Principal Steve Baker Shares How School Was Prepared for COVID
Steve Baker is the founder and principal of Virtual High School (VHS), a private school in Bayfield, Ontario, Canada. A longstanding partner of Paper, VHS offers Ontario Secondary School Diploma credits and diploma entirely online to students around the world.
Steve is a pioneer in online course development in Canada, forming the beginnings of VHS in 1996. He was a chemistry and biology teacher for 30 years and learned HTML when the language first started in the early 90s. He then thought of teaching his genetics class online: “And from that, the whole concept just spiraled up into: Let’s put a course online, and then let’s put more courses online.”
VHS now has over 70 courses, 60 full-time administrative staff, and over a hundred part-time educators serving approximately 9000 students in Ontario and around the world. About ten years ago, they started Virtual Elementary School. What sets this high school apart from others is students’ ability to have total control over when and how they do their course work and can finish a course at their own pace. VHS’ success in providing a student-centered approach to learning is setting the standards for asynchronous online learning.
“We have a public system that gives away the courses for free, so we try to be different even though we try to be the same. We try to offer the quality education that students expect, but we have to be different in that: You can start your course anytime, not just on September 4th; you can move through the course at your own pace; you don’t have to go in sync with all the other people in your classroom; you can write your exam on any day. So we have really broken up that synchronized concept of schooling, and students appreciate that I think.”
The reason behind Steve’s decision to start a virtual school was that it merely made common sense: “If you were a student, wouldn’t you want to do it this way?” He doesn’t believe school should be regulated the way it is now, and we shouldn’t demand assignments coming in on a certain day. He contends that the flexibility VHS offers takes the pressure off of what goes on a student in a typical physical classroom and prepares students for post-secondary education since they will be able to set their own schedules and go to school when they want.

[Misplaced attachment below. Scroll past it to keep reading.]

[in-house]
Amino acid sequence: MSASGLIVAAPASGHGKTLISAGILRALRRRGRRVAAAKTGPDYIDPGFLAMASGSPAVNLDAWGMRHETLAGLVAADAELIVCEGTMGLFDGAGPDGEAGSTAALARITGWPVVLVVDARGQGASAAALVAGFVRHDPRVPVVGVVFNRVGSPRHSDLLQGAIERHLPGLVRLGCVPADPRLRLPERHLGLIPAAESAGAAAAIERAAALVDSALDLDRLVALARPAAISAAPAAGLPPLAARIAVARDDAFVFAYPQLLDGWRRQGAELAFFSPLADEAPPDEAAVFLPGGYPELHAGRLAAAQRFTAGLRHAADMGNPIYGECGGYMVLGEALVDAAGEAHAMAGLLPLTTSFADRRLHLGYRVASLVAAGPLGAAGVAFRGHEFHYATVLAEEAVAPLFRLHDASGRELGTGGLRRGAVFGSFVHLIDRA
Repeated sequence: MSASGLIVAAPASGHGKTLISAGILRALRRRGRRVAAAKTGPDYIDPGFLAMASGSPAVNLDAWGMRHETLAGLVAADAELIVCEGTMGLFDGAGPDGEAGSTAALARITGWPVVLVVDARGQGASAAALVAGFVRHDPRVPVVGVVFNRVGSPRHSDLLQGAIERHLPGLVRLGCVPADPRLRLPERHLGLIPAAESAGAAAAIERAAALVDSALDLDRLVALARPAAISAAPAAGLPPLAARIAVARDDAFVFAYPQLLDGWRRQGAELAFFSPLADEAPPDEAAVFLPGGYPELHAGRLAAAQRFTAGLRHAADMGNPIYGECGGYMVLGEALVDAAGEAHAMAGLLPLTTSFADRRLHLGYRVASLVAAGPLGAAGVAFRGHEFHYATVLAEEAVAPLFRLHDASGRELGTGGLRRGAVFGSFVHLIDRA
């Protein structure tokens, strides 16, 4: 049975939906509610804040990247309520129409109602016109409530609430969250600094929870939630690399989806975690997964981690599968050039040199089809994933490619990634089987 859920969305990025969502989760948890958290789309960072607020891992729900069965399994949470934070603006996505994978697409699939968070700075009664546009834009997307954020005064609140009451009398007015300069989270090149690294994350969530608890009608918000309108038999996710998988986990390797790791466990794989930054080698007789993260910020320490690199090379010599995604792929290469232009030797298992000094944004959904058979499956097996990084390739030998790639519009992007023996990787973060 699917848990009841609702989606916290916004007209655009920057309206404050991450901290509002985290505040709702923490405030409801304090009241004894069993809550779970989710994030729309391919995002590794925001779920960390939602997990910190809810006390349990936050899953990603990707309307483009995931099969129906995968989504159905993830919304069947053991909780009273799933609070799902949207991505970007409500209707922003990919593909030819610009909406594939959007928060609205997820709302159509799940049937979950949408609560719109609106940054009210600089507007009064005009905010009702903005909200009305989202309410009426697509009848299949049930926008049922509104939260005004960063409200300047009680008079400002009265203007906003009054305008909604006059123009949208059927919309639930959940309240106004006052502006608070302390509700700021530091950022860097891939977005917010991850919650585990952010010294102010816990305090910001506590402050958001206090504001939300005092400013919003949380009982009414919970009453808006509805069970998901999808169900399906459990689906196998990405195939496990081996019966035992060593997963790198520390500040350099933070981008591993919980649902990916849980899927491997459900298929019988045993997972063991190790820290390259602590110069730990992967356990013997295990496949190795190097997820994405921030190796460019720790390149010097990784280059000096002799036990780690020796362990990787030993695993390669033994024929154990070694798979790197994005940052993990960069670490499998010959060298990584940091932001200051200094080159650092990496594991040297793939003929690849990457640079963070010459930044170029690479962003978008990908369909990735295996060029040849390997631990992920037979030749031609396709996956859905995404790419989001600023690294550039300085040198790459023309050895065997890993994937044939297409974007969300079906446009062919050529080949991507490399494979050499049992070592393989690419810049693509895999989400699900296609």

When Steve was first conceptualizing VHS, some people doubted that it could be successful, as virtual learning was far from being mainstream at the time. He shared an anecdote of his friend one day telling him that he could never teach math online, that it was simply impossible. Ironically, mathematics is the most popular subject at VHS. Proving most assumptions about online learning wrong, Steve also said that while it is not expected that teachers and students can form strong bonds online, this happens all the time. In fact, many of his teachers feel as though they know their students at VHS better than the students they teach face-to-face.
One downside to asynchronous learning, explained Steve, is that oftentimes when students are online, their teacher isn’t: “You could be coming from another country and it's eight at night, but it’s three in the morning where the teacher lives.”
When Paper’s CEO, Phil Cutler, first introduced Steve to Paper in 2017, Steve thought the platform would be the perfect solution to this problem:
“I thought well, that fills in the gap. I love how now we can have our cake and eat it too. Now we can be asynchronous, but when students want to have a question answered in math right away, they have that option. So it was perfect.”
Since the inception of its partnership with Paper, VHS has been able to provide thousands of their students worldwide with the flexibility of asynchronous learning, paired with the one-on-one support that comes with Paper’s live-help tool. And students are clearly taking advantage: In a year, the most active students on the platform spend up to 400 hours accessing live help from Paper educators; in a week, up to 150 essays are uploaded for review.
One would assume that, since VHS is an online school, COVID-19 would not be a disruption to their daily operations. And while things are relatively smooth-sailing, the pandemic still has had an impact on their community. VHS has a couple of buildings in which administrative staff such as admissions, exam coordinators, guidance counselors, content developers, and the multimedia team, work to keep courses maintained for their students and run the school. With everyone being used to working closely with one another, working from home has been a challenge for Steve and his staff.
He misses the creative component of working together to solve problems. Being such a unique school, they run into many unprecedented challenges, and teamwork is a big part of solving problems.
“We’re all unhappy because we’re working in our homes, and we miss that social interaction that we had. We have no walls in our office. We miss going to work with each other.”